Baseball has a fan-interest problem because “chicks dig the long ball,” while making for a quaint phrase, just isn’t true. The complex chess match of baseball includes navigating players around each of the 4 bases, leading to a wealth of different situations. HRs aren’t strategically fascinating, especially when they are not even an unusual achievement.
MLB insists, speaking through its ever-lengthening nose, that the baseballs were not juiced in any way in 2019, yet it doesn’t take a Jamba Juice senior executive to deduce that balls were flying like never before. And no, it wasn’t just the “launch angle era” of batters changing their approaches — medium fly balls were carrying to the bleachers, until the post-season came and suddenly, magically, they weren’t.
Here’s the problem: with increased HRs come increased BBs and increased Ks. Why? Pitchers have to nibble more when strikes are so prone to being sent into the stratosphere, leading to an increase in bases on balls. Pitchers also have great incentive to miss bats when “balls in play” keep finding gaps and cheap seats.
And so baseball became, in 2019, a game in which 1B, 2B, and 3B became bit players in a game of “all or nothing,” a game in which “small ball” — stolen bases, hit-and-run, bunting, dashing from 1B to 3B — went virtually into hibernation because HRs score you from anywhere and Ks score you from nowhere. The “2 strike approach” became “swing from your ass one more time!”
MLB needs to remember what create the very most exciting moments in a baseball game. As A’s fans can appreciate, great defense is electric. A speedster legging out a triple is perhaps the single most dramatic at bat a hitter can have. A perfectly executed hit-and-run is far more appealing on the baseball field than it is on the highway. Managers and players maneuvering runners around the bases through a daring SB, a calculated sacrifice bunt, a 2-strike “pitcher’s pitch” slapped the other way through the hole — that’s baseball. They put 4 different bases out there for a reason.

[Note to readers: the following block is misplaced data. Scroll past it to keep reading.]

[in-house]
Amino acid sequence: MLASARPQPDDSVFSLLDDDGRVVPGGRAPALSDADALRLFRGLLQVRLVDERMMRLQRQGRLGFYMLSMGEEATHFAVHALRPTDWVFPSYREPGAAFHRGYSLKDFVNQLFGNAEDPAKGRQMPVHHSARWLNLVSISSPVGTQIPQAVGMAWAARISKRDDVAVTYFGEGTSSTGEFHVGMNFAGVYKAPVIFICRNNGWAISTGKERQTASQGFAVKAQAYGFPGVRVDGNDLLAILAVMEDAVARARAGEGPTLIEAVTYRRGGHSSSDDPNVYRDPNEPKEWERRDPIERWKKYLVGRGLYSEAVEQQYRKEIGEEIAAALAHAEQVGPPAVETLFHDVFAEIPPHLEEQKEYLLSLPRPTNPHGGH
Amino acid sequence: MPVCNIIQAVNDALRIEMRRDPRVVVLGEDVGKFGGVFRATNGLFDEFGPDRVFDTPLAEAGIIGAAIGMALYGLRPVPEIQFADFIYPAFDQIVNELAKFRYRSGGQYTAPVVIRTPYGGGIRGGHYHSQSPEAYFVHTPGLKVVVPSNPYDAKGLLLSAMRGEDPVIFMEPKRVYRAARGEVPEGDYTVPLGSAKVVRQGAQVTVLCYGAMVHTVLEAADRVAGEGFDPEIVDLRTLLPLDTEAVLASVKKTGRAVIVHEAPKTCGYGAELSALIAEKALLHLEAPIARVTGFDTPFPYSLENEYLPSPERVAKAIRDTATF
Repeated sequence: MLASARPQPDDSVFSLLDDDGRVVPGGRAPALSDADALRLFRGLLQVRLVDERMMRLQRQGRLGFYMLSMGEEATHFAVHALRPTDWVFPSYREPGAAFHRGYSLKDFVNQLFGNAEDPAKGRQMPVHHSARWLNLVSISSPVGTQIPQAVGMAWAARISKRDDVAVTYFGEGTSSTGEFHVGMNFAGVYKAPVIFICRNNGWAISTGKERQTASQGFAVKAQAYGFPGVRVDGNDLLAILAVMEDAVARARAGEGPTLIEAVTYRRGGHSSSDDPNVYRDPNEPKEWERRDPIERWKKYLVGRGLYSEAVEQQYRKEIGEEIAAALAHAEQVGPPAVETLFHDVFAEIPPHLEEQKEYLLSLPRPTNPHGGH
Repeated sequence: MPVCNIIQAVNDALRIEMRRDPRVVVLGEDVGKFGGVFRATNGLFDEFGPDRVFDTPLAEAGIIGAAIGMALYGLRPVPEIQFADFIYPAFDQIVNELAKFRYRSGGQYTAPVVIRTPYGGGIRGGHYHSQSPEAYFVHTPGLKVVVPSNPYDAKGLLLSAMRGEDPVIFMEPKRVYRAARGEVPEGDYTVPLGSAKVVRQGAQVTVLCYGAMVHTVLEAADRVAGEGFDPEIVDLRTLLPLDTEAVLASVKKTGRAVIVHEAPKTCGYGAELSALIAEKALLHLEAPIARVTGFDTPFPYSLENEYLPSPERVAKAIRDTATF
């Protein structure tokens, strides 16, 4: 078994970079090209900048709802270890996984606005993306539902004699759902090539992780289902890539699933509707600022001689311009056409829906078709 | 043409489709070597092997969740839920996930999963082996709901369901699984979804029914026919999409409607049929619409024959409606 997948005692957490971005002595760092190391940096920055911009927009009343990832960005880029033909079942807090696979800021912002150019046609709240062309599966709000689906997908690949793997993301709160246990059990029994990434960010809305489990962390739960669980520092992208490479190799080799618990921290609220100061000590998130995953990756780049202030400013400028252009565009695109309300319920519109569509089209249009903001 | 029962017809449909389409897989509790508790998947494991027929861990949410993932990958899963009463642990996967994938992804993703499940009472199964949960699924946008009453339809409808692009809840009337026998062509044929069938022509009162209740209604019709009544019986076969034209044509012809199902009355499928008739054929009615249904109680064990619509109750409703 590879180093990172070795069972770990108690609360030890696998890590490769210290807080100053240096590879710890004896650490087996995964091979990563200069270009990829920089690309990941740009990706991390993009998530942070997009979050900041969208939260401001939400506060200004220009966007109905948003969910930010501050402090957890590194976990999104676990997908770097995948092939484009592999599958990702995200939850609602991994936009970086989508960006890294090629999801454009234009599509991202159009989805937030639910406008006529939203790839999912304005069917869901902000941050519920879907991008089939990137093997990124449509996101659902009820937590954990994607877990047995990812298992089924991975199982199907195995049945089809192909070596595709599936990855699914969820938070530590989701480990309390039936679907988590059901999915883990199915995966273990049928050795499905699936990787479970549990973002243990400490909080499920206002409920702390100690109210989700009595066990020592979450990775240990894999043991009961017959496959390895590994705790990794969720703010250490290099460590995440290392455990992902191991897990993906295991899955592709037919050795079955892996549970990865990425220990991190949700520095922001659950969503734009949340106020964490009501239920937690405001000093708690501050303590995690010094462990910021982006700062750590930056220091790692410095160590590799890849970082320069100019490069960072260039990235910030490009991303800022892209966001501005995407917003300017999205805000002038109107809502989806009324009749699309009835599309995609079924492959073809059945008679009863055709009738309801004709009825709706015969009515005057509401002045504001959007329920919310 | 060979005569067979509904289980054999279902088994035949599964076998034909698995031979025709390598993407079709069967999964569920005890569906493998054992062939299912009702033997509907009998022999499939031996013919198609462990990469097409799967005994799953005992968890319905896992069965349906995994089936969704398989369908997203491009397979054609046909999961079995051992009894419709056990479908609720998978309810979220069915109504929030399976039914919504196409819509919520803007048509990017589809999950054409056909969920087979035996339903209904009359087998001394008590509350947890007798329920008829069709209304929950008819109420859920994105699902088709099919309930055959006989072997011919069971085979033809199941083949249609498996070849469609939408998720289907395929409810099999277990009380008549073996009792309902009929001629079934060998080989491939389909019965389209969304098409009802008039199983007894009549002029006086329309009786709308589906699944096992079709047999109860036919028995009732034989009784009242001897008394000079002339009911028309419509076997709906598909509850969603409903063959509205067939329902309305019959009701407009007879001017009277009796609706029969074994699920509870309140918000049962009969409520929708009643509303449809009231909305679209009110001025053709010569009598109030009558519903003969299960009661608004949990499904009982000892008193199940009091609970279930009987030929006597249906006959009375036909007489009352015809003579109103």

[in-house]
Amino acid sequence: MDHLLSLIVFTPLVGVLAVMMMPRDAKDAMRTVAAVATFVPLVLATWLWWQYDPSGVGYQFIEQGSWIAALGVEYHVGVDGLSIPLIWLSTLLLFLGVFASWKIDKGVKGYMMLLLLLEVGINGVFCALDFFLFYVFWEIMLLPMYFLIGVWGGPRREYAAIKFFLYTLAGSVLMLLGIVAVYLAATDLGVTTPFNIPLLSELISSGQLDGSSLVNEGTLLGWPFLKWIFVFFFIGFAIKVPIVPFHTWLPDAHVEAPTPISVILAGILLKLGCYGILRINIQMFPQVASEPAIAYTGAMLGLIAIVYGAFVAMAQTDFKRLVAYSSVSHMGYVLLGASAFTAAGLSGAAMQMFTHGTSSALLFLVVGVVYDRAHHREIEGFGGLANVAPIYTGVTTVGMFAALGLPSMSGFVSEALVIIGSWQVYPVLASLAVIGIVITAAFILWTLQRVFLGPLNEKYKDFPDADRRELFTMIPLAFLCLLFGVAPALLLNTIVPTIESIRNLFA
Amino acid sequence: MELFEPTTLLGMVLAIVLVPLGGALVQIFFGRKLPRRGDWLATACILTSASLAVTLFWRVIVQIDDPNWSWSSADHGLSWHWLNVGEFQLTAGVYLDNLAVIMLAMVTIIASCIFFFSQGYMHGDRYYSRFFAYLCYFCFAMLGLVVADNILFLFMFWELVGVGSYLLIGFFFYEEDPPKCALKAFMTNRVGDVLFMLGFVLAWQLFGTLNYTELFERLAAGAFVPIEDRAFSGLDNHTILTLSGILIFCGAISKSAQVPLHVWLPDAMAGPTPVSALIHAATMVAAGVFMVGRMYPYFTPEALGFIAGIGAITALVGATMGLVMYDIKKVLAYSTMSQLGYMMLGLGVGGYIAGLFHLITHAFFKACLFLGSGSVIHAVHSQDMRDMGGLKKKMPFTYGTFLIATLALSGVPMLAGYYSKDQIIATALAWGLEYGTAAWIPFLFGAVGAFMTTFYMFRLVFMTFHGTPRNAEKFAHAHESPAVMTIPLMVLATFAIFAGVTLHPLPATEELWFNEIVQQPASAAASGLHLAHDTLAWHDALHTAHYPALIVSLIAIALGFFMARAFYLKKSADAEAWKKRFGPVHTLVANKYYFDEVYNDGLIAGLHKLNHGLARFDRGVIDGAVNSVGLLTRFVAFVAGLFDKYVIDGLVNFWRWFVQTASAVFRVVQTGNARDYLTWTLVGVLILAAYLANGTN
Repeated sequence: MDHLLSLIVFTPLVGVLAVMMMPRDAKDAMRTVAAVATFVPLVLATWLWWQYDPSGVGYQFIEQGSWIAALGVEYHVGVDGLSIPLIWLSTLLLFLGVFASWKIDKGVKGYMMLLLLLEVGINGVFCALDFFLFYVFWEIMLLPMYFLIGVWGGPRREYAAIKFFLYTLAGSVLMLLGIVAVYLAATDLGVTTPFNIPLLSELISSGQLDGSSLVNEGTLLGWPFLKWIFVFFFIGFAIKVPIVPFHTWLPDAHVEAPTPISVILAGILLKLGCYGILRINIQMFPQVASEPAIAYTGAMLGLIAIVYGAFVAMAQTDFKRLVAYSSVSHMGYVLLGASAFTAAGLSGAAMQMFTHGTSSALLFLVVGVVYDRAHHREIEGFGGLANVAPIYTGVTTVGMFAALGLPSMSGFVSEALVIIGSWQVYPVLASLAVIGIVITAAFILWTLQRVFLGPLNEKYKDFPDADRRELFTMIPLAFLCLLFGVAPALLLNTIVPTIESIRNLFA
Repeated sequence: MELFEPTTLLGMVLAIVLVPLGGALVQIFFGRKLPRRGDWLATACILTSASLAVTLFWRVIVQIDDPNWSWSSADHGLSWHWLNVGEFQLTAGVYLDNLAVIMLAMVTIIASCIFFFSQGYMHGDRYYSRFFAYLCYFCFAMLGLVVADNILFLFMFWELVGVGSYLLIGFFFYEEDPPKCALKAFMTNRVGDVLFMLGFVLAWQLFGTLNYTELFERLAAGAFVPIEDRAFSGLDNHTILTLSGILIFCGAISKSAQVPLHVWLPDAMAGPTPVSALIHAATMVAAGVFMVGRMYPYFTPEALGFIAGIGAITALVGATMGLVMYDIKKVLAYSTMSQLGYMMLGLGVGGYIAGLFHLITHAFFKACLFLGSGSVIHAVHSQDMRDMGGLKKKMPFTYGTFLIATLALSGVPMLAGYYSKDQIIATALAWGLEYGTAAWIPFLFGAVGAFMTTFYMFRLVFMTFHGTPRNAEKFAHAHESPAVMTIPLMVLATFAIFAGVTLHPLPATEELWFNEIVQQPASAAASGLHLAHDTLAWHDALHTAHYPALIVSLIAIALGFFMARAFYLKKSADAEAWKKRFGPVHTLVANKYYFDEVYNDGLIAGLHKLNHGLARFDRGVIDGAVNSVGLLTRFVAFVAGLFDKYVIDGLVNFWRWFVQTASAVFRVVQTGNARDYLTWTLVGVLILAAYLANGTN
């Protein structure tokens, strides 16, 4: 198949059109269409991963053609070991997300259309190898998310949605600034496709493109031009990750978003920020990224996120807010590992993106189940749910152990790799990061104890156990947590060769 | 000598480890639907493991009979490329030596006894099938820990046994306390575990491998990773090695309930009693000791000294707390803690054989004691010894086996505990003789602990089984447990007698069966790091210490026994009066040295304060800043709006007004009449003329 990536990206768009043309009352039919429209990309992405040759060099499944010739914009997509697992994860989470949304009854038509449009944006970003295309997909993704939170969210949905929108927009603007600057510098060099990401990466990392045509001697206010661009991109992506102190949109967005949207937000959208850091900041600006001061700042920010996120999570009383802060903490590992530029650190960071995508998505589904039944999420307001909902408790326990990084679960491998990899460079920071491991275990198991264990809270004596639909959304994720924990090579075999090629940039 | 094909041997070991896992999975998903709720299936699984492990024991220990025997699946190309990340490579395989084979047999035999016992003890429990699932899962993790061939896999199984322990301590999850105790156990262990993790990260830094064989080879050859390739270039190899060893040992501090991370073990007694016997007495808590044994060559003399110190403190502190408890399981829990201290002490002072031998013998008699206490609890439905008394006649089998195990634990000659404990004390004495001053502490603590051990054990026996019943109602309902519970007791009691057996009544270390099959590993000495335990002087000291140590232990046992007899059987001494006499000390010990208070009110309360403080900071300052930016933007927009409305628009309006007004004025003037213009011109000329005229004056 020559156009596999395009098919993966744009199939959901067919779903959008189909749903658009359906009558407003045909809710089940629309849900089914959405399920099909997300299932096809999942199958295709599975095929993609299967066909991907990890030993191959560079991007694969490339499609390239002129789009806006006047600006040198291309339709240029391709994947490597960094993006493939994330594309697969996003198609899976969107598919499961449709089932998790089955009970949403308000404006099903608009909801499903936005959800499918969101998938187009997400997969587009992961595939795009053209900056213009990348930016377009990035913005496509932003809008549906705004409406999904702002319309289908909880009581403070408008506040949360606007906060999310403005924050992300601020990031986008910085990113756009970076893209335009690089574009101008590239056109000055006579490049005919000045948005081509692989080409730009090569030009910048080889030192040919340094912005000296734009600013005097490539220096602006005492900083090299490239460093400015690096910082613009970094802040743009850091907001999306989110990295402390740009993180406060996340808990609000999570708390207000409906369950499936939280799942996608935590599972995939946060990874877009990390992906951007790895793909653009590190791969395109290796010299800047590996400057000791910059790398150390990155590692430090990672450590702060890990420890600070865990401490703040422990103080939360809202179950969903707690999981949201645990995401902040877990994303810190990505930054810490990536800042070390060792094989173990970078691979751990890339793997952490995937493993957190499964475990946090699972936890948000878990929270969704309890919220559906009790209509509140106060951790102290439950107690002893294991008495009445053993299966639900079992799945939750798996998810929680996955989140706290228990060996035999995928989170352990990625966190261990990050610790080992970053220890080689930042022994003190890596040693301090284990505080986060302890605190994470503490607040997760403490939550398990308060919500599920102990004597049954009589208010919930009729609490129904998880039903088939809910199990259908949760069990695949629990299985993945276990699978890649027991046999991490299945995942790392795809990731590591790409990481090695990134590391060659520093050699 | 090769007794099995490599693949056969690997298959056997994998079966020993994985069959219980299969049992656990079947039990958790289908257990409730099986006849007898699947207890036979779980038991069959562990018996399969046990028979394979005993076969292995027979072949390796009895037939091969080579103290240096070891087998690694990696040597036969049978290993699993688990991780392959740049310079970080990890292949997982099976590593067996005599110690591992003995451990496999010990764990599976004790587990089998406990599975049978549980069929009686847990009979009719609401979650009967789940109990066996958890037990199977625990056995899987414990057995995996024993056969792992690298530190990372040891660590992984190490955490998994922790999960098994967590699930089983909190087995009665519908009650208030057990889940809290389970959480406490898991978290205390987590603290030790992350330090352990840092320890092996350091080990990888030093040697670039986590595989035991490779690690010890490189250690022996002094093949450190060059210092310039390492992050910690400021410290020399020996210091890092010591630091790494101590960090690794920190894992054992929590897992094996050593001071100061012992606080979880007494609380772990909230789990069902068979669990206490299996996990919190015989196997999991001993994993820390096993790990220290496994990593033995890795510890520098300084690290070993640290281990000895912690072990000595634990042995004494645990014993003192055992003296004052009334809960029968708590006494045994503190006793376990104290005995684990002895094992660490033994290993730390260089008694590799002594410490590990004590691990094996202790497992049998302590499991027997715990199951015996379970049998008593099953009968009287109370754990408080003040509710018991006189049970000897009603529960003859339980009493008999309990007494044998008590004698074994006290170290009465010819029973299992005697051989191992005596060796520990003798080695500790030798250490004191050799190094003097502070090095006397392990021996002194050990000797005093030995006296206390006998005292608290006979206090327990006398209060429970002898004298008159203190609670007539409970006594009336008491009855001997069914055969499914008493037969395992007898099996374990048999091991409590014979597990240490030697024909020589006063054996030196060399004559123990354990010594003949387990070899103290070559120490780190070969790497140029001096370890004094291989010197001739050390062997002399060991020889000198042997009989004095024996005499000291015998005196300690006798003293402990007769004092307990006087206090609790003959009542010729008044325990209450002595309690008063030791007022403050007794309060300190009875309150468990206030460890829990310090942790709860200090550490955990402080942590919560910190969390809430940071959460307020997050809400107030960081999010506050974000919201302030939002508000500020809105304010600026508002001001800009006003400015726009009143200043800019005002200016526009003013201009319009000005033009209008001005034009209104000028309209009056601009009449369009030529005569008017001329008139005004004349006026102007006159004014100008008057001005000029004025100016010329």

What MLB ought to do is a complete 180 and that is to deaden the ball. Only the perfect swing on that hanging slider or center cut fastball should produce the “holy grail” outcome of a HR. The result would be pitchers throwing more strikes (which, in turn, speeds up the game), batters using the whole field, a count-based approach and a situation-based approach, and defense taking center stage.
The focus of a baseball game should, ultimately, be on “balls in play”. BBs and Ks were invented to put limits on how many times a pitcher could try to get you to chase or miss a corner, and how many failures a batter was allowed before giving up his turn. HRs were the ultimate reward for the ultimate hit, not intended to be doled out like skittles on Hallowe’en.
What balls in play, “small ball,” situational hitting, daring base running, and electric defense have in common is that they are interesting. An endless parade of HRs, BBs, Ks, long counts, the same approach with any count or situation? Not fascinating.
A bit of a “dead ball” era would be great for the game of baseball, bringing back into focus players with skills that enhance the game: for position players speed, contact skills, defensive acumen, bat control, for pitchers command of the strike zone, deception and the ability to “control bat speed”.
I think it is no coincidence that the 2019 post-season and World Series were legitimately riveting. They produced “real baseball” with endless fascinating scenarios and outcomes that resulted on balls in play. The occasional HRs, the BBs and Ks, were mostly a backdrop against a larger canvas of action.
And what do you know? The balls that had flying in record batches all season were suddenly settling lazily into the gloves of the outfielders. It’s high time for a dead ball era defined by “balls in play”. Let’s hope the 2020 season picks up where the 2019 post-season left off because this fan is more than ready for a return to “real baseball”.